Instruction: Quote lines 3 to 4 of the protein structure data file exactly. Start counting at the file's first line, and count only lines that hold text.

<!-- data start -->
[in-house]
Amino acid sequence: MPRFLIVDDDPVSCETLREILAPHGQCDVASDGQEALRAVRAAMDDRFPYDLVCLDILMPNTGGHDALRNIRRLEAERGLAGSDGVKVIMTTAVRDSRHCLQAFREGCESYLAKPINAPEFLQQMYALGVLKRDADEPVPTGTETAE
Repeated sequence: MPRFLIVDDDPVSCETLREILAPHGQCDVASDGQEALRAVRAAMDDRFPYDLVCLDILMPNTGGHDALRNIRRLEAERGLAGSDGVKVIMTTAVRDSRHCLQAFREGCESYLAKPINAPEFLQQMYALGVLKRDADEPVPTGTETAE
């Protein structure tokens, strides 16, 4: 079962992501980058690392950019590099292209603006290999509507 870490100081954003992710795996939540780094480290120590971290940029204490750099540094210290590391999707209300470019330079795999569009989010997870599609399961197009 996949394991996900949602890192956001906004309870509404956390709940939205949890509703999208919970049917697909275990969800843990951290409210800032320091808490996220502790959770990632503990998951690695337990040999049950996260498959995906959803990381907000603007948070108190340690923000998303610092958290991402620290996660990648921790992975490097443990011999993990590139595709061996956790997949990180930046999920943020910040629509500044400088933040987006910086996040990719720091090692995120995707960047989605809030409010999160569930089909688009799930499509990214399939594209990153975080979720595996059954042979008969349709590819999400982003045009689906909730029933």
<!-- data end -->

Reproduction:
Repeated sequence: MPRFLIVDDDPVSCETLREILAPHGQCDVASDGQEALRAVRAAMDDRFPYDLVCLDILMPNTGGHDALRNIRRLEAERGLAGSDGVKVIMTTAVRDSRHCLQAFREGCESYLAKPINAPEFLQQMYALGVLKRDADEPVPTGTETAE
């Protein structure tokens, strides 16, 4: 079962992501980058690392950019590099292209603006290999509507 870490100081954003992710795996939540780094480290120590971290940029204490750099540094210290590391999707209300470019330079795999569009989010997870599609399961197009 996949394991996900949602890192956001906004309870509404956390709940939205949890509703999208919970049917697909275990969800843990951290409210800032320091808490996220502790959770990632503990998951690695337990040999049950996260498959995906959803990381907000603007948070108190340690923000998303610092958290991402620290996660990648921790992975490097443990011999993990590139595709061996956790997949990180930046999920943020910040629509500044400088933040987006910086996040990719720091090692995120995707960047989605809030409010999160569930089909688009799930499509990214399939594209990153975080979720595996059954042979008969349709590819999400982003045009689906909730029933």